Canada's Women's Hockey Team Loses Gold Medal Game 3-2 In Shootout At PyeongChang Olympics

Canadian Press

The pitched battles that Canada and the U.S. wage in women's hockey had escalated to the point where there was nowhere else to go but a shootout for their game's biggest prize.

The U.S. returned to the top of the Olympic podium 20 years after they won gold in 1998 with a 3-2 shootout win over Canada on Thursday at the Pyeongchang Winter Games.

"We knew it was going to be crazy," said U.S. forward Kendall Coyne. "It always is when we play them."

U.S. goalie Maddie Rooney stopped Meghan Agosta after Jocelyne Lamoureux-Davidson scored on Shannon Szabados in the sixth round to end the game, the first women's final that has ever gone to a shootout.

Canada's run of consecutive women's hockey gold ended at four.

Canada defenseman Lauriane Rougeau, middle, consoles Canada forward Rebecca Johnston, right, after receiving their silver medals, Brigette Lacquette is on the left.

The title wrested from them in a penalty-shot competition made silver feel sour. There wasn't a dry eye among the Canadian women as they stood in line waiting for their medals.

Canadian defender Jocelyne Larocque took hers off the moment it was hung around her neck.

"It's just hard," she said.

The result is likely to revive the outcry in Canada over why a shootout, and not another overtime period, should end such an important game.

"We wouldn't be saying that if we were the ones that won," Canadian forward Brianne Jenner rightly pointed out.

"We prepared a lot for the shootout. We felt confident going in. That's why you watch the Olympics for those exciting moments and unfortunately we were on the wrong end of it."

Jocelyne Lamoureux-Davidson scores against Shannon Szabados in the shootout during the gold medal game at PyeongChang.

Canada rescued gold from the brink four years ago in Sochi, Russia, in an edge-of-your-seat thriller. Marie-Philip Poulin scored with 55 seconds left in regulation and again in overtime.

The U.S. came out on top Thursday in the constant tug-of-war between the two teams.

It's been going the Americans' way more lately. The U.S. has won seven of the last eight world championships, having beaten Canada in the final each time.

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"We know that it's never going to be an easy game against Canada, and to go to a shootout in the gold-medal game, that's what it's like between our two teams," U.S. defender Lee Stecklein said.

Marvin and Amanda Kessel also scored for the Americans in the shootout. Agosta and Melodie Daoust, who was named tournament's MVP, beat Rooney, but Agosta was stopped on her second attempt.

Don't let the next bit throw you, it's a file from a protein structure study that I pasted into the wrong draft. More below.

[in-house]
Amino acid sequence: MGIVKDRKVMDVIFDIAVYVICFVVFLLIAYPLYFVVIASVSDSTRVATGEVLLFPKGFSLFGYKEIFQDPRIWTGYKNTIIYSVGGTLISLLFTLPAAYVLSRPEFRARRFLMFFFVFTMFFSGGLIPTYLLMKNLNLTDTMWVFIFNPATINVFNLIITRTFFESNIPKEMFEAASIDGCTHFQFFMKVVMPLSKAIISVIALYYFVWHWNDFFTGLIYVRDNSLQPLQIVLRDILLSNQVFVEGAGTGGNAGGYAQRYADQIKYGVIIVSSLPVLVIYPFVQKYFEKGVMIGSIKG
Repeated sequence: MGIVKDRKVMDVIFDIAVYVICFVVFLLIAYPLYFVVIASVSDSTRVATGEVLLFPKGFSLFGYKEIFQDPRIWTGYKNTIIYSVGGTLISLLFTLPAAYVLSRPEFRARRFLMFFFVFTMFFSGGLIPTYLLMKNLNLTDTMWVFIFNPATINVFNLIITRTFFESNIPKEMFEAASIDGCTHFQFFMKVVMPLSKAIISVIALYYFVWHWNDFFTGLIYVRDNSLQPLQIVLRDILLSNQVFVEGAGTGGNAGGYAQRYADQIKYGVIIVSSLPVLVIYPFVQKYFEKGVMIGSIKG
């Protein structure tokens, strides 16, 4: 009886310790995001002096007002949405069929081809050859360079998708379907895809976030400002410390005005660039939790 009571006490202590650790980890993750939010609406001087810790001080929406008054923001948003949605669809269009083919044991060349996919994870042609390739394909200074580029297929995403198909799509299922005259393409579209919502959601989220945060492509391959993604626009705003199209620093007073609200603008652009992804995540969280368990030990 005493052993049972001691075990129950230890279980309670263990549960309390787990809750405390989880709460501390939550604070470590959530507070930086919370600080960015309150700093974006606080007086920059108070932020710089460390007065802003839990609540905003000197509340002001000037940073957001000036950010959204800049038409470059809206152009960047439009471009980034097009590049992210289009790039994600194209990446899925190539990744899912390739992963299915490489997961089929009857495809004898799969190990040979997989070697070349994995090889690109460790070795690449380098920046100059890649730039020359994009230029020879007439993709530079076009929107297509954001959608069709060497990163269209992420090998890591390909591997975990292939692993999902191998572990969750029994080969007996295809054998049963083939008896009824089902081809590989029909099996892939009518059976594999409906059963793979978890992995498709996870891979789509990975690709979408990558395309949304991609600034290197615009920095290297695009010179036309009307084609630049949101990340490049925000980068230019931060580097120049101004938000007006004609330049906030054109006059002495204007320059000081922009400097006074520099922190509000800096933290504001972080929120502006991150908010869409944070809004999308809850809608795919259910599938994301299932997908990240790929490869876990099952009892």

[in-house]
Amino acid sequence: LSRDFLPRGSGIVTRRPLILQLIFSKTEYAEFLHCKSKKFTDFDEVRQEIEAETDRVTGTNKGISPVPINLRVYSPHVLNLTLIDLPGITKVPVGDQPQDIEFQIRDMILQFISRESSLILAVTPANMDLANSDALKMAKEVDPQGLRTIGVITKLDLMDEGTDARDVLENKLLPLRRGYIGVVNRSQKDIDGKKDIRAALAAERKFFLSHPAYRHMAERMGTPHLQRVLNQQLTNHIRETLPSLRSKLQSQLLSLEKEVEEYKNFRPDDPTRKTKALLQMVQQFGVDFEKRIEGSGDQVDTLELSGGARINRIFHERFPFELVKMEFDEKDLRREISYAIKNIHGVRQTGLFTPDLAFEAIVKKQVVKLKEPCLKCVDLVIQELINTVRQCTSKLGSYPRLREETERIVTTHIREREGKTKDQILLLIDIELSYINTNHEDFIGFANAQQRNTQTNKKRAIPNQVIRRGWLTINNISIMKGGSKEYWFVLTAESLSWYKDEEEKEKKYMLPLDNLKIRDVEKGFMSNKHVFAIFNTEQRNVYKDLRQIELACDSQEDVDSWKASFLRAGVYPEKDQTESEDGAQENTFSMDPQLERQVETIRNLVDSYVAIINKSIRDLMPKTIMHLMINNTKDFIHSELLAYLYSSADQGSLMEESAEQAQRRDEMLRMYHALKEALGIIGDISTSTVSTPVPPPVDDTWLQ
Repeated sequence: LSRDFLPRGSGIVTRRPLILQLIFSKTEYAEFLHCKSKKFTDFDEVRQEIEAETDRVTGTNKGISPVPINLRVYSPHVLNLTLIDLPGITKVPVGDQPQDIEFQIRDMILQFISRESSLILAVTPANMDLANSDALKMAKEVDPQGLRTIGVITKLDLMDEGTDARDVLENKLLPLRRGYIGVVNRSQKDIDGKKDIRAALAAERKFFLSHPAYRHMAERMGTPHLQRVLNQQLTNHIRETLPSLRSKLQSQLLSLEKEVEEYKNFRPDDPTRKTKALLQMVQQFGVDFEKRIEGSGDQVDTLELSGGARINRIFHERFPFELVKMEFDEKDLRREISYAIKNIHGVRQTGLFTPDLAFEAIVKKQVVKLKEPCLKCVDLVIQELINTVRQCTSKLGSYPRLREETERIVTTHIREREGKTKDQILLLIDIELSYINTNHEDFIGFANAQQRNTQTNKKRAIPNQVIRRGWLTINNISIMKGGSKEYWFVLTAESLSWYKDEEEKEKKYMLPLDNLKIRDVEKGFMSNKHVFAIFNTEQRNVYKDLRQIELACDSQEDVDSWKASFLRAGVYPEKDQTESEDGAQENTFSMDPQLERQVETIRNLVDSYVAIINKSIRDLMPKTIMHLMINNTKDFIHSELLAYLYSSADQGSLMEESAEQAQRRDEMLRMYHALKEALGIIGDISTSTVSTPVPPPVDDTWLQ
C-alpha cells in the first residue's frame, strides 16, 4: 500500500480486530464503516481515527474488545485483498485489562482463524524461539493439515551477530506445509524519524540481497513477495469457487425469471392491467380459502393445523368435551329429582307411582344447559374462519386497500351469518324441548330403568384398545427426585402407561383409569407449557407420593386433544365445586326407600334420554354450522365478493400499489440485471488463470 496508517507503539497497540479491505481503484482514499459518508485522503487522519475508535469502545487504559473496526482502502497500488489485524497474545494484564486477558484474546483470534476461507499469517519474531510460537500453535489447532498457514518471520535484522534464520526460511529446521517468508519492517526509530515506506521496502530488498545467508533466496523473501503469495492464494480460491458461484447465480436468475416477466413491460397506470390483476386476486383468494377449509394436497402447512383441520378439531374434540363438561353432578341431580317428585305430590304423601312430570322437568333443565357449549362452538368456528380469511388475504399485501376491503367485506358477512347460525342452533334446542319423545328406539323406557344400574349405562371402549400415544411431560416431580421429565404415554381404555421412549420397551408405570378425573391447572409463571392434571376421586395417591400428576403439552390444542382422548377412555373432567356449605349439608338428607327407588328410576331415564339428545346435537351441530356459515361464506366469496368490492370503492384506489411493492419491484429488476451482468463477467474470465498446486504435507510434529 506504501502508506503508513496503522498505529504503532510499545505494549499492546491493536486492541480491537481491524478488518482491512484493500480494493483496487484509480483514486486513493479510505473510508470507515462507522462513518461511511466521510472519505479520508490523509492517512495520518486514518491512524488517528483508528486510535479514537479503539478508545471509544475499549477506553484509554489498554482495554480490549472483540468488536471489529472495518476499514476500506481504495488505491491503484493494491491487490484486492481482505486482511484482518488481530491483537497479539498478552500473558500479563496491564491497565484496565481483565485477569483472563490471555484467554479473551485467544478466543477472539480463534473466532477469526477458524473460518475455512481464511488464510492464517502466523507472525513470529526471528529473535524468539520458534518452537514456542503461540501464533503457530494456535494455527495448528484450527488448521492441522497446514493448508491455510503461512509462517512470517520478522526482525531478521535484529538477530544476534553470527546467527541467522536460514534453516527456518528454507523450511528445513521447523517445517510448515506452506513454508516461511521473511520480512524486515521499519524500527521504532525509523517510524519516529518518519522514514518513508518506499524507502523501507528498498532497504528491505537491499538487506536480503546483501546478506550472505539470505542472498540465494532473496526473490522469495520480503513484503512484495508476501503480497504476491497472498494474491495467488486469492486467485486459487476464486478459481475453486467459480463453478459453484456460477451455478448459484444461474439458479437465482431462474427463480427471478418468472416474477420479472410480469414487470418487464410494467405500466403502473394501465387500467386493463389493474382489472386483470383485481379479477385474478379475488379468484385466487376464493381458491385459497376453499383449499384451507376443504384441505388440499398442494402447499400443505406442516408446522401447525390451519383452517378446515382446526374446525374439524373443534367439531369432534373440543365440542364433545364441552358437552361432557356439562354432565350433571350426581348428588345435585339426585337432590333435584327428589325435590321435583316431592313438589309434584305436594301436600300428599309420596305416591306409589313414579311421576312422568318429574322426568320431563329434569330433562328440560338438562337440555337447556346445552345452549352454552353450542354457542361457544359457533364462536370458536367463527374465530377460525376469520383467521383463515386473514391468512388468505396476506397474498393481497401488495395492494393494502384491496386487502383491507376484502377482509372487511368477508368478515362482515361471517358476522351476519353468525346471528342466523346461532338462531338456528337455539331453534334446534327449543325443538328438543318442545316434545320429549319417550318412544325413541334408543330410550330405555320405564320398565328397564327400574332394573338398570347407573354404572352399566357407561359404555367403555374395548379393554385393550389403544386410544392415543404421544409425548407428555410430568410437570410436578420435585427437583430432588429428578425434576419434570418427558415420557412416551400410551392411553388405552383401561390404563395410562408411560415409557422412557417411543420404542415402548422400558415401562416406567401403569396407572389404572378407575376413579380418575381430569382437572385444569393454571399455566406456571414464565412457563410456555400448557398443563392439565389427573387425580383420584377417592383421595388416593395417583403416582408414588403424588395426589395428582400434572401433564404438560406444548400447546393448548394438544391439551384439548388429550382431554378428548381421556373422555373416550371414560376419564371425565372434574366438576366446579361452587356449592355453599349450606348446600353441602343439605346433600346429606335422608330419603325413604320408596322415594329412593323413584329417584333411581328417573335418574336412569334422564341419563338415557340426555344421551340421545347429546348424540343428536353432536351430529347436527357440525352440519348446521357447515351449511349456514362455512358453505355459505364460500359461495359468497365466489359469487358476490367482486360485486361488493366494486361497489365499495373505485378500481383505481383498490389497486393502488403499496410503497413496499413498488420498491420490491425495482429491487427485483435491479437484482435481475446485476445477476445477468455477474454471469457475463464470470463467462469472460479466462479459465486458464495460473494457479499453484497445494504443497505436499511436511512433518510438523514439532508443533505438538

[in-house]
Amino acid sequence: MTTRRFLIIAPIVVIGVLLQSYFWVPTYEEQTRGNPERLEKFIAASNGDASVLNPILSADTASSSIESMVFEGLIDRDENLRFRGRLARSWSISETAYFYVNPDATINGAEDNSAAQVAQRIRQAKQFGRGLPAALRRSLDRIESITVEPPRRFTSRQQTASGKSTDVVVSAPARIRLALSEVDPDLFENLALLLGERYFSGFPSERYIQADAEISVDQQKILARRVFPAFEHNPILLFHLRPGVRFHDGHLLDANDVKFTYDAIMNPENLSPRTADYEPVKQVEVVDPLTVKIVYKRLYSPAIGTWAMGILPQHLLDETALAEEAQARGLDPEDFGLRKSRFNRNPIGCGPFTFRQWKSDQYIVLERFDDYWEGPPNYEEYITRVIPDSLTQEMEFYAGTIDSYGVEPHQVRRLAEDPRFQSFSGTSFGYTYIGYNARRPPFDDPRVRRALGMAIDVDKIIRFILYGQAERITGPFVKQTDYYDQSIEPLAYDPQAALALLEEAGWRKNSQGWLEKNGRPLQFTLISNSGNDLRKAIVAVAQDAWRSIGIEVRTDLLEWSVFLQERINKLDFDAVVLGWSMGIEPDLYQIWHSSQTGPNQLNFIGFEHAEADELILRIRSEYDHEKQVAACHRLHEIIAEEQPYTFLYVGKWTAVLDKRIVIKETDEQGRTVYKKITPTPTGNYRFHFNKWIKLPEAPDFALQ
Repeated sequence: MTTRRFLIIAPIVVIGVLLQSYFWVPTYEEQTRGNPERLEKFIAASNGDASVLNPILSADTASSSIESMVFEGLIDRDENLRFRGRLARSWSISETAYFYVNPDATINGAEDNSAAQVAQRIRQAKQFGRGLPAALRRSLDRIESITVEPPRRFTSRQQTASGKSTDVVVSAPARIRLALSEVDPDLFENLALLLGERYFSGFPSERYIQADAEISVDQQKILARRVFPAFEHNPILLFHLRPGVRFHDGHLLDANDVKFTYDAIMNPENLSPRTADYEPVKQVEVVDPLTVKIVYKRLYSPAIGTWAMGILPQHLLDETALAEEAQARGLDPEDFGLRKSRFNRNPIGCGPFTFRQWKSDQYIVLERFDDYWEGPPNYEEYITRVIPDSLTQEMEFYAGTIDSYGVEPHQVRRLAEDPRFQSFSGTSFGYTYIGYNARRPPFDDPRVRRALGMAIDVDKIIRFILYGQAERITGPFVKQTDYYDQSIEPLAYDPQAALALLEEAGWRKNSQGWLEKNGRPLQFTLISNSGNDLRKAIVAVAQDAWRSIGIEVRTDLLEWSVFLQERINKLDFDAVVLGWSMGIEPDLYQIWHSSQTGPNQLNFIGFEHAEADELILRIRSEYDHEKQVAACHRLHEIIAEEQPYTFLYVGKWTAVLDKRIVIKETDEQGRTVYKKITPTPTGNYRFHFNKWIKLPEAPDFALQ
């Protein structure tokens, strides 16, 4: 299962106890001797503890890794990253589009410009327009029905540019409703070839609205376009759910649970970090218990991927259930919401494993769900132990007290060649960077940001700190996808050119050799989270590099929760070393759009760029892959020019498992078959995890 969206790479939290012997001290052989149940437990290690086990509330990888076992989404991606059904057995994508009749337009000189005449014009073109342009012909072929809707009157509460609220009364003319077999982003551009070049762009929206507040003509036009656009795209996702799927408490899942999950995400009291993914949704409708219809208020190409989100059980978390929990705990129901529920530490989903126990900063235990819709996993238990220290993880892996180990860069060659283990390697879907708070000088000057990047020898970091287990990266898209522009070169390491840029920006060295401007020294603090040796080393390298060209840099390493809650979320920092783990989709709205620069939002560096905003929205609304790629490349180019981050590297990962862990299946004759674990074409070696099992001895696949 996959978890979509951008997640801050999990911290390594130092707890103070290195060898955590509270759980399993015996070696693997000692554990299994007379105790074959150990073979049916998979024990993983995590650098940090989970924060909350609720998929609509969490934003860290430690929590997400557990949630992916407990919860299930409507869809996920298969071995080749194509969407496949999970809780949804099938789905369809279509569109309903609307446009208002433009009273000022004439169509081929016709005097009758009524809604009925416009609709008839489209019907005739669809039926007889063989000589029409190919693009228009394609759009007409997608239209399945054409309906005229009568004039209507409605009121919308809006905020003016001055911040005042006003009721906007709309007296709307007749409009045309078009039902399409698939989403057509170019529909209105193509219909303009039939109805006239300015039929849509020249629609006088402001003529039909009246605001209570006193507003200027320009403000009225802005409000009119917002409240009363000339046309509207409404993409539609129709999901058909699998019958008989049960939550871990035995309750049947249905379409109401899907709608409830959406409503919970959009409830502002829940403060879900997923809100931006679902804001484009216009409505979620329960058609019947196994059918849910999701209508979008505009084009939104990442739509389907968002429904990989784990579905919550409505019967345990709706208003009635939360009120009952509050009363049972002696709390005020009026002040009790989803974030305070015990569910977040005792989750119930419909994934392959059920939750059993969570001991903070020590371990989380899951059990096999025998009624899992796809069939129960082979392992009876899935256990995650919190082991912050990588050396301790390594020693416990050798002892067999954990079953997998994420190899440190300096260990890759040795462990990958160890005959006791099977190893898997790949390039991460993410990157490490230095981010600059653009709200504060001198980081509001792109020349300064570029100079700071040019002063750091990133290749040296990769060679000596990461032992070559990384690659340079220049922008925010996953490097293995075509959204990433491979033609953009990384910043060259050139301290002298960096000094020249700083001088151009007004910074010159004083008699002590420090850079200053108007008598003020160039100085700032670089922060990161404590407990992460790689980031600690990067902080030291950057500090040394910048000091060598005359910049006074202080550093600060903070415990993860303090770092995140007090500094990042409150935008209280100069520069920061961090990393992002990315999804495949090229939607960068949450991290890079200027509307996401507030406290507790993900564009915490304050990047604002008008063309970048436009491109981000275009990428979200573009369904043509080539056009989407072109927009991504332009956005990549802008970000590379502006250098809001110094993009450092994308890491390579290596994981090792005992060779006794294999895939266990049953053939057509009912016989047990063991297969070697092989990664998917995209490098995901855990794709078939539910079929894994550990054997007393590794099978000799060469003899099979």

Monique Lamoureux-Morando, Lamoureux-Davidson's twin sister, and Hilary Knight scored in regulation. Poulin and Haley Irwin countered for Canada.

Canada's Melodie Daoust, left, scores past USA's Madeline Rooney during the shootout in the gold medal women's hockey game.

Daoust led Canada in scoring in the tournament with three goals and four assists in five games.

Rooney, a 20-year-old making her Olympic debut in Pyeongchang, turned away 29 of 31 shots in regulation and overtime for the win.

Szabados was a workhorse, stopping 39 of 41 shots before the shootout in her third straight start for Canada in an Olympic final.

She was limited to a handful of games in the months before the Olympics because of undisclosed injuries.

The 31-year-old from Edmonton does not love the shootout.

"It sucks," she said. "It becomes more individual and less of a team thing."

Nevertheless, the Canadian women had practised it this winter. Almost every one of the 26 games they played against men's midget triple-A teams in Alberta had a shootout contest after the buzzer.

Canada's Marie-Philip Poulin waits for the puck to drop in the women's gold medal hockey game.

And the Canadians led 2-1 with just under seven minutes to play when their bad line change gave Lamoureux-Morando an abundance of time to shoot on Szabados and even the score.

With Megan Keller serving an illegal hit penalty, Canada had a power play for the final 95 seconds of overtime and couldn't generate the winner.

The U.S. power play went 1-for-5, while Canada's was 0-for-3.

Canadian head coach Laura Schuler again felt the sting of losing an Olympic final to the U.S. She experienced it as a player for Canada when women's hockey made its Olympic debut in 1998.

"I don't think it ever goes away," Schuler said.

"There's always a part of you inside that it's hard, because you feel you let your country down, but at the same time when you look at it from a bigger picture, a global picture, there's positive in it.

"I know that there's a lot of people watching the game today and hopefully women's hockey continues to grow from it and I think that's what you look forward to."

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